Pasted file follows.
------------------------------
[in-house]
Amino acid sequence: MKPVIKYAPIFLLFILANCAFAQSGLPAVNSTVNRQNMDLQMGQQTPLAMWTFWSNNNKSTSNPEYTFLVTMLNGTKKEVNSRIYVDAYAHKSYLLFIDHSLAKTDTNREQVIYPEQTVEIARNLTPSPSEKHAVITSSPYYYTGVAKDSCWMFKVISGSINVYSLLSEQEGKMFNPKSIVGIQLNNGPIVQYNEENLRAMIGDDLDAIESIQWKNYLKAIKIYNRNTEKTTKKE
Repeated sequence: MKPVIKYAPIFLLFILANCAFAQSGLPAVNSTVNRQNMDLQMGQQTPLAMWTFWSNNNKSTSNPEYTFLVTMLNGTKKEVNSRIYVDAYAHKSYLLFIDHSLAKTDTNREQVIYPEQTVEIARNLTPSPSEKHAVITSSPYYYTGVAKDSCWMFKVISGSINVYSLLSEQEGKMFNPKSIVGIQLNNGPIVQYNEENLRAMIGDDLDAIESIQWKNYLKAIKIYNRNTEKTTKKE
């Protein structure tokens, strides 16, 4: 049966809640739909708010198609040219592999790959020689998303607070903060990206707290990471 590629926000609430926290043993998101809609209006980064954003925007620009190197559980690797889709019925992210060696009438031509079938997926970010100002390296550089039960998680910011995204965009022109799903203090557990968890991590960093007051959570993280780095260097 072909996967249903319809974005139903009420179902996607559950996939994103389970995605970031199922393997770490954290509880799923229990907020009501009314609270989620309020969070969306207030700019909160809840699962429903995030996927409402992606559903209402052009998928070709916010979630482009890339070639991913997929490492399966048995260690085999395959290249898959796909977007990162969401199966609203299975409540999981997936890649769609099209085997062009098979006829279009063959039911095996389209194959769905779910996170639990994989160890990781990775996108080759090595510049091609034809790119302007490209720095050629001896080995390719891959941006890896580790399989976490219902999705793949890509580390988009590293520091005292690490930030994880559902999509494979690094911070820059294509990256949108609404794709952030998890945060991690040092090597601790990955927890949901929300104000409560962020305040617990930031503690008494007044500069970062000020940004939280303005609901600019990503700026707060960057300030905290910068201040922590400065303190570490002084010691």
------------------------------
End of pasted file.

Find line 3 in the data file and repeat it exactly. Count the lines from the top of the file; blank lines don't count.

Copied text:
Repeated sequence: MKPVIKYAPIFLLFILANCAFAQSGLPAVNSTVNRQNMDLQMGQQTPLAMWTFWSNNNKSTSNPEYTFLVTMLNGTKKEVNSRIYVDAYAHKSYLLFIDHSLAKTDTNREQVIYPEQTVEIARNLTPSPSEKHAVITSSPYYYTGVAKDSCWMFKVISGSINVYSLLSEQEGKMFNPKSIVGIQLNNGPIVQYNEENLRAMIGDDLDAIESIQWKNYLKAIKIYNRNTEKTTKKE